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Evaluation of installation timing of initial ground support for large-span tunnel in hard rock
In conventional drill and blast tunnelling, initial ground support is placed immediately after the current round is shot before excavation of the next round (i.e. one-round installation method). When tunnelling in hard rock, one-round installation of initial ground support conservatively ensures tunnel integrity, but meanwhile brings up other problems such as over-break at tunnel face, slow excavation rate and so forth. In this study, a large-span tunnel in Class III hard rock was monitored by a network of sensors to investigate tunnel internal forces in three construction scenarios where initial ground supports were placed in different timing and sequence: (1) initial ground support installed immediately after current round (2) support installed after two rounds (3) support installed after three consecutive rounds. The collected field measurements together with construction records were evaluated from three aspects: structural stability, constructability and cost-effectiveness. Results show that the installation of initial ground support after two rounds generally led to the most regular and minimum tunnel internal forces of the three construction scenarios, whilst it managed to minimize under & over-break and allow more space for construction convenience. In the meanwhile, this installation sequence significantly accelerated tunnel advance rate at lower material cost.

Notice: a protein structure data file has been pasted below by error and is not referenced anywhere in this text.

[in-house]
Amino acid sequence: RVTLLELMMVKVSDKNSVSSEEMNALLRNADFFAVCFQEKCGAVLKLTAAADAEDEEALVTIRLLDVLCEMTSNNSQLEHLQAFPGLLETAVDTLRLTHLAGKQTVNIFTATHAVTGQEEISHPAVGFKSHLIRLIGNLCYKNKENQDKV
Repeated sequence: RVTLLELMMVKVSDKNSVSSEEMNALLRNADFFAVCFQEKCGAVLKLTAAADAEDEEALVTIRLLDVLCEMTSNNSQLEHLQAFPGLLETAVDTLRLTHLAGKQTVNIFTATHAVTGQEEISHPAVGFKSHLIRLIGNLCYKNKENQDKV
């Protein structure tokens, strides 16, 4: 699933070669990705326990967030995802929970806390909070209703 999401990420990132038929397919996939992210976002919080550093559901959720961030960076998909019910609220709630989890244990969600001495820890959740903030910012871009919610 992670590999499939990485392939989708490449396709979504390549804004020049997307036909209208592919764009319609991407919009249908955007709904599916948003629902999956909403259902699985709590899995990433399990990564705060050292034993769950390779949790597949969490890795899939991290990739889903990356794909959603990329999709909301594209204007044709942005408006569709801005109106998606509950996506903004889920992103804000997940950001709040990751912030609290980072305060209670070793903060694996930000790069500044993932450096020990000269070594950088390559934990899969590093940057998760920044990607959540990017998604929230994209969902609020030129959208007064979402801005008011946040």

Hard rock tunnelling , Installation timing , Constructability , Initial ground support , Large-span tunnel
Feng, J., Yan, C., Ye, L., Ding, X., Zhang, J. and Li, Z. (2019) 'Evaluation of installation timing of initial ground support for large-span tunnel in hard rock', Tunnelling and Underground Space Technology, 93, 103087 (17 pp). 10.1016/j.tust.2019.103087